Stefan Cameron on Forms
Building intelligent forms using Adobe LiveCycle Designer

Tip: Inserting Line Breaks in Text

Did you know that you could insert a line break, as opposed to a paragraph break, in between two lines in a text object using the [Shift + Enter] keyboard sequence?

When editing the contents of a text object, pressing the [Enter] key will produce a paragraph break which means that any Above and/or Below Spacing you have specified will come into effect, amongst other paragraph formatting-related properties. Under the hood, the effect is the insertion of a “new line” character (\n) in a plain text object or a new <p> tag in a rich (XHTML) text object.

Sometimes, however, you need to break a line without producing a new paragraph. For example, you might have a long URL to insert and, given its position within the contents, it ends-up being broken onto another line and you would prefer to keep it on a single line, yet part of the same paragraph. To do this, use the [Shift + Enter] keyboard sequence. The result is a “soft” break to another line without moving to a new paragraph. Under the hood, this translates into the insertion of a U+2029 Unicode break character in plain text or a <br> tag in rich (XHTML) text.

Those of you using a version of Designer which precedes the 8.2.1 release should note that when using [Shift + Enter] in a plain text object, the contents of the object gets converted into rich text since previous versions of Designer would always use the <br> tag to denote a line break. Designer 8.2.1 coincided with the release of Acrobat/Reader 9.0 which provided improvements to the Text Engine in order to support the plain text U+2029 Unicode break character.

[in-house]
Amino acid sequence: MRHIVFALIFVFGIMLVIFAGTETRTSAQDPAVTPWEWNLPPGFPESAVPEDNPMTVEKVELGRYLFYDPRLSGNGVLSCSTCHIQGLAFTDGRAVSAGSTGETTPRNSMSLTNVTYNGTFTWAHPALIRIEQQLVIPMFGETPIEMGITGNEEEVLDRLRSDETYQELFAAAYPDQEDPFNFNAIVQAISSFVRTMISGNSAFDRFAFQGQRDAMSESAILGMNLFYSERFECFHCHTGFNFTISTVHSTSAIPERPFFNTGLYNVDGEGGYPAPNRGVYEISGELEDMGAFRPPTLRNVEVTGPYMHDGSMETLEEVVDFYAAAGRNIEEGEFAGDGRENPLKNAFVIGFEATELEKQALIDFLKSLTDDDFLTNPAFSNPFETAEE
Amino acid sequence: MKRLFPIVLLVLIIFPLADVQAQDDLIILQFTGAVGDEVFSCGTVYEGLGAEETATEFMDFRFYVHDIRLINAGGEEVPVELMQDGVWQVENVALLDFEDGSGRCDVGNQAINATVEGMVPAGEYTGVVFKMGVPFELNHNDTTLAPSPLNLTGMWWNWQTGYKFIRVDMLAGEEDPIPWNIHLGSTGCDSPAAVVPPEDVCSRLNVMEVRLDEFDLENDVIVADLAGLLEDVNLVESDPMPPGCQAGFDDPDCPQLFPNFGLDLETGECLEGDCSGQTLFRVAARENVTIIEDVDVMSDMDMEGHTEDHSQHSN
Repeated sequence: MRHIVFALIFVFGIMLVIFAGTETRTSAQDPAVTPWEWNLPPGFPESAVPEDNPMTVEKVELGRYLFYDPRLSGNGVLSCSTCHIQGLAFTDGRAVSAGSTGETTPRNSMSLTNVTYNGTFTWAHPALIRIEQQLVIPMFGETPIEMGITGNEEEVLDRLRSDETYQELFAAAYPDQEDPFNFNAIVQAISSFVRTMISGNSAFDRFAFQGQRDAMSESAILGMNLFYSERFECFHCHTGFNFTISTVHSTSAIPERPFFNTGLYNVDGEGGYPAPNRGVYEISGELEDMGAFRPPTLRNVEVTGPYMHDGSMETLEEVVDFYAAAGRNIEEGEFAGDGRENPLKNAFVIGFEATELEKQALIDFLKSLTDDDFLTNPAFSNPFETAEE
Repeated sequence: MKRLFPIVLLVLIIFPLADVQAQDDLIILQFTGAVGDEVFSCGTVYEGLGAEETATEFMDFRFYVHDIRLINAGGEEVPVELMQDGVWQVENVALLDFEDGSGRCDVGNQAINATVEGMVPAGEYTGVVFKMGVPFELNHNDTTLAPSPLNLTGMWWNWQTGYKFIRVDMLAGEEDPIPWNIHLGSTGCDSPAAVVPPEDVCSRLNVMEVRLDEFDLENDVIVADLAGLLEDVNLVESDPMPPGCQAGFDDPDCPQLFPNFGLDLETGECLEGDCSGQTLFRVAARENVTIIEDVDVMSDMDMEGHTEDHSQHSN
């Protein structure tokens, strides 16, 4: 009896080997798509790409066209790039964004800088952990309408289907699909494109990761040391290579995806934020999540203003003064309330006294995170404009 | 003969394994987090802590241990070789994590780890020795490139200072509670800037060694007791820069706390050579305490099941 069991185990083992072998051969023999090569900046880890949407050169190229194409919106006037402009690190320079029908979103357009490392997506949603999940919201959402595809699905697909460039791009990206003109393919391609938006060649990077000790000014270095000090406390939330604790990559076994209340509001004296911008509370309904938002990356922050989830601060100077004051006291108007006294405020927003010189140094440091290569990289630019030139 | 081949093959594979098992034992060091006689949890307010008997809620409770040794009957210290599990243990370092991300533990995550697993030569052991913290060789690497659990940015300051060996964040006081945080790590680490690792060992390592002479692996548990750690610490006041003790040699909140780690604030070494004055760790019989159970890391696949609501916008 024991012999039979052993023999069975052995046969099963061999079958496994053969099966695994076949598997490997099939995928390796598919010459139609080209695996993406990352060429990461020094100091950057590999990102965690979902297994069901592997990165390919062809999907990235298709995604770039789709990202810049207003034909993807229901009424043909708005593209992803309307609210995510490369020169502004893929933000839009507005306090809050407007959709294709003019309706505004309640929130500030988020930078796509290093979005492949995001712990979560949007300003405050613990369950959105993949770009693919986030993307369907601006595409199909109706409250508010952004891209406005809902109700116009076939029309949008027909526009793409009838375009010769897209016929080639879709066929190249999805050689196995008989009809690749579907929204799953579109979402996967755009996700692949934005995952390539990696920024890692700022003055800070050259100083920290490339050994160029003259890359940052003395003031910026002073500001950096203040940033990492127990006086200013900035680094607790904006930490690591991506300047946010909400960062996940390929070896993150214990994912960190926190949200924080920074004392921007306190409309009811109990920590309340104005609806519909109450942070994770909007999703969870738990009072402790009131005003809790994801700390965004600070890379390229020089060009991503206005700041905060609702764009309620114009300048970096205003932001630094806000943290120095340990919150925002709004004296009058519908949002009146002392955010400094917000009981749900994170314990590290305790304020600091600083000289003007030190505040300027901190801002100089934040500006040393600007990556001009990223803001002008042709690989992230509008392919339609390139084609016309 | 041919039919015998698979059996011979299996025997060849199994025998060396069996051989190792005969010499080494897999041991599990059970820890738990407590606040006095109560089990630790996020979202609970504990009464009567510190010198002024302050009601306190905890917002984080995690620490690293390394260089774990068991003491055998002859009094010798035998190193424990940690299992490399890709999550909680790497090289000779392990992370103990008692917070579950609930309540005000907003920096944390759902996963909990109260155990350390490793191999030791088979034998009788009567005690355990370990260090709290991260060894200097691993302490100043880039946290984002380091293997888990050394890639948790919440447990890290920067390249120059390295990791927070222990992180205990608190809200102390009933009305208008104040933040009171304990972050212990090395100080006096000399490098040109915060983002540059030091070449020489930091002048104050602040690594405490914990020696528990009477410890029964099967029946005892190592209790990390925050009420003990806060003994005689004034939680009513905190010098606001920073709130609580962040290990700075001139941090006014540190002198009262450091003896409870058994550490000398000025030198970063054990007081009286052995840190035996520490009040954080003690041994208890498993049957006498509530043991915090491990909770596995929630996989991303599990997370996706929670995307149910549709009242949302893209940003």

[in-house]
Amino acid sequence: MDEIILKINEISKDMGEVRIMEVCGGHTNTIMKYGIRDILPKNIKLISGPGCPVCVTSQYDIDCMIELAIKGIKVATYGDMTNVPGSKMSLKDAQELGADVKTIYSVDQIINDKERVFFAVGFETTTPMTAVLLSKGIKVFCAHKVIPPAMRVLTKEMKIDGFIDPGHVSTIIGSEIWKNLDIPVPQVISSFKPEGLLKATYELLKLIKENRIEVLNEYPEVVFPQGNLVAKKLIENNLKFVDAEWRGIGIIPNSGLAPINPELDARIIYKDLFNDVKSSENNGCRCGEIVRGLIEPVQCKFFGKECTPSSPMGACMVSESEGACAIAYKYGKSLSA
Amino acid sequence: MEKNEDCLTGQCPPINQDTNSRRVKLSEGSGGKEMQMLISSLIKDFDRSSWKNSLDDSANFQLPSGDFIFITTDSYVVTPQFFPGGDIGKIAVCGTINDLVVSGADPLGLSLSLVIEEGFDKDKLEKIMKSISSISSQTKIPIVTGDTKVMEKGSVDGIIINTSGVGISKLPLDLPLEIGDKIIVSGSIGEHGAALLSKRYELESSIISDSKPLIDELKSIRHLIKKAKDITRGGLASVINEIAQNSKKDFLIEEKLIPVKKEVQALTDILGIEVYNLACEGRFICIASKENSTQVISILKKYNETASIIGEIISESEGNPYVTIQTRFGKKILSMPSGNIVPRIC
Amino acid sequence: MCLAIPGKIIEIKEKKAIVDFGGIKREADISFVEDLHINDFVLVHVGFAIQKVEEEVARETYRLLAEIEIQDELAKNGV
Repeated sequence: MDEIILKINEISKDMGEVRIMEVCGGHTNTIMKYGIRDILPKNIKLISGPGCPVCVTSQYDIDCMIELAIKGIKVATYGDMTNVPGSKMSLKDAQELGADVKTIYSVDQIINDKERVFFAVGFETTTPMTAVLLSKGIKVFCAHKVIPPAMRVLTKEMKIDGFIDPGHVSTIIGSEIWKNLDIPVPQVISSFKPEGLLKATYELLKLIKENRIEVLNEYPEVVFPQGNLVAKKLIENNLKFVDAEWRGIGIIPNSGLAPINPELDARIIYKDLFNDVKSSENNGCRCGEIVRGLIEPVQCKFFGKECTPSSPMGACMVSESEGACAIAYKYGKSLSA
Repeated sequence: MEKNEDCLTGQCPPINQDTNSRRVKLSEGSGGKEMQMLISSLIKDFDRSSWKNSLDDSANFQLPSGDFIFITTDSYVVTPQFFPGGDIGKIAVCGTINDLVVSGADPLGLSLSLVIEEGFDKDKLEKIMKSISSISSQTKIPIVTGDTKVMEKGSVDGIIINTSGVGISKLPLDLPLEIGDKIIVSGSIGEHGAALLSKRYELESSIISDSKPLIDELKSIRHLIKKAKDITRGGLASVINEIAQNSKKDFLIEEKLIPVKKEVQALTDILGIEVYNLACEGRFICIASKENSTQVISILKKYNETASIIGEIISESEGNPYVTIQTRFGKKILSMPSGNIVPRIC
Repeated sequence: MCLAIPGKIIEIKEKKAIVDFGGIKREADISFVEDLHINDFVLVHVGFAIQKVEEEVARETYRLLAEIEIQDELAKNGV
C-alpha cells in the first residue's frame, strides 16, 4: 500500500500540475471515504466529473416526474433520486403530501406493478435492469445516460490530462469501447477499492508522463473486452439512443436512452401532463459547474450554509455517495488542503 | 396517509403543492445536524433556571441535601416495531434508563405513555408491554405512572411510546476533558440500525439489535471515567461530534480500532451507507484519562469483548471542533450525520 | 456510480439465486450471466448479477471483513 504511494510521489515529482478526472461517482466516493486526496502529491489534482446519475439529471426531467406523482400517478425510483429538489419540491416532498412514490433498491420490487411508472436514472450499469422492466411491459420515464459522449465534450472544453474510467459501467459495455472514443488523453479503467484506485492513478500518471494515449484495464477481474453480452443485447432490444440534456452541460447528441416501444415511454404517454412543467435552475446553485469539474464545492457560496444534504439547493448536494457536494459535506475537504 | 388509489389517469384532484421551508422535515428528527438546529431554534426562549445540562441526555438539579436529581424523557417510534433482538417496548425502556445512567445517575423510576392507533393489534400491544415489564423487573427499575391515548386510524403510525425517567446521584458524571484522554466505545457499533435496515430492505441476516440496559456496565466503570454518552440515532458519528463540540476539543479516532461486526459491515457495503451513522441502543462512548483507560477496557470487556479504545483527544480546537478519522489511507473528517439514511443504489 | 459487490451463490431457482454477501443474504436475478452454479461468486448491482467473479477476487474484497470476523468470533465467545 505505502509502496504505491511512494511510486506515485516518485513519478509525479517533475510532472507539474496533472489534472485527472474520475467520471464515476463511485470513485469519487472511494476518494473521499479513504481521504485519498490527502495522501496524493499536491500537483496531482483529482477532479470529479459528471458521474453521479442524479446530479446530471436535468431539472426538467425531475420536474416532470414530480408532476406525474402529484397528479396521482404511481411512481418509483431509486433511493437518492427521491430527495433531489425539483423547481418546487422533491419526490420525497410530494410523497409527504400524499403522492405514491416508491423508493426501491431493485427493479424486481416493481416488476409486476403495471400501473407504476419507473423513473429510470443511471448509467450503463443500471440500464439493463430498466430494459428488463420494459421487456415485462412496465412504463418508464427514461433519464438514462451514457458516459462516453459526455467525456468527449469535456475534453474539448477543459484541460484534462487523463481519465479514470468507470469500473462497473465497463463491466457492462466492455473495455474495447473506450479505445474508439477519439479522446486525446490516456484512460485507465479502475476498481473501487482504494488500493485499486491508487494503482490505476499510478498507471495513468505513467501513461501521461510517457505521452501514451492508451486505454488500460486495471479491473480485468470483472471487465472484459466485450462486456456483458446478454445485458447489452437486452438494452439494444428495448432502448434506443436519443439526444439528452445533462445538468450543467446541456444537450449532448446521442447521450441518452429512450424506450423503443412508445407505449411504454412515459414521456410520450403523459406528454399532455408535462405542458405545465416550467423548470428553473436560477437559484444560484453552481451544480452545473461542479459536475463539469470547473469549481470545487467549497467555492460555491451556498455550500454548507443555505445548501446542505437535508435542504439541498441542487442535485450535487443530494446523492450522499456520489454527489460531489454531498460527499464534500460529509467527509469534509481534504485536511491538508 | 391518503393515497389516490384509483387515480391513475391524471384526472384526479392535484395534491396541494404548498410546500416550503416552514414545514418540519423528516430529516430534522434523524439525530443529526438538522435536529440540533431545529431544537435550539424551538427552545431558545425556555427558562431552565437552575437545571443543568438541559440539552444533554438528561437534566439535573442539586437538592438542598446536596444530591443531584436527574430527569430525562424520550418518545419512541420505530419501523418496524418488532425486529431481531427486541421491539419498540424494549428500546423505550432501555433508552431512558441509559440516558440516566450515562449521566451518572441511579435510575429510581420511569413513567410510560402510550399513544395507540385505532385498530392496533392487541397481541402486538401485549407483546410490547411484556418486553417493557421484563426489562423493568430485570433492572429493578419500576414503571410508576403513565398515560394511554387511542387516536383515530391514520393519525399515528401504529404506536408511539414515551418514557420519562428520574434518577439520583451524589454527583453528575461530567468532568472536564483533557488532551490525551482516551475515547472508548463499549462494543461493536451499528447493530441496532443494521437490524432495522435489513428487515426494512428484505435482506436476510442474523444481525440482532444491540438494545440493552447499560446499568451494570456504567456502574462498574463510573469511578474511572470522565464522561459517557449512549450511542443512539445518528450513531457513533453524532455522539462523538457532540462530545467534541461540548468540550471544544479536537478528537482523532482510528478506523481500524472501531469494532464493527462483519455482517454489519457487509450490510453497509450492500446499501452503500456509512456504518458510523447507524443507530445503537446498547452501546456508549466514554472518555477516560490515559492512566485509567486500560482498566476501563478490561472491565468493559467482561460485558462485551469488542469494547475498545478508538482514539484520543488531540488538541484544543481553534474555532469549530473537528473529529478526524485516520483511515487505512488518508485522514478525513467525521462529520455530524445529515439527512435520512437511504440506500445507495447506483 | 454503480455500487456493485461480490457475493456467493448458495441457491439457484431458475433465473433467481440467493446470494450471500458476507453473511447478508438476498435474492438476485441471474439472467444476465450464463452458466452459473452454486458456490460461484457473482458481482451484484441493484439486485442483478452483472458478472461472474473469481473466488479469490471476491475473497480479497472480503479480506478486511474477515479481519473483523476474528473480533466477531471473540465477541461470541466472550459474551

Line Breaks in Acrobat/Reader

What I describe above relates to the authoring experience in Designer. Inserting line breaks (as opposed to paragraph breaks) while filling a form in Acrobat/Reader is different. John Brinkman explains the “why and how” in this post.

Sample Form

Download Sample [pdf]

I have included a sample for that demonstrates the different types of breaks in both plain and rich text objects. I also included a text field that has a multi-line rich text caption (the contents of the rich text object) and a multi-line default value (the contents of the plain text object), both using paragraph and line breaks. (If you’re wondering how I got those values into the caption and default value properties, I used good old Copy & Paste in both cases.)

Minimum Sample Requirements: I authored this sample using Designer and Acrobat 9.3. It should work back to Acrobat 9.0. I’m unsure of the results in earlier versions of Designer and Acrobat due to the use of the U+2029 character in plain text.

Posted by Stefan Cameron on January 29th, 2010
Filed under Acrobat,Designer,Tips,XFA
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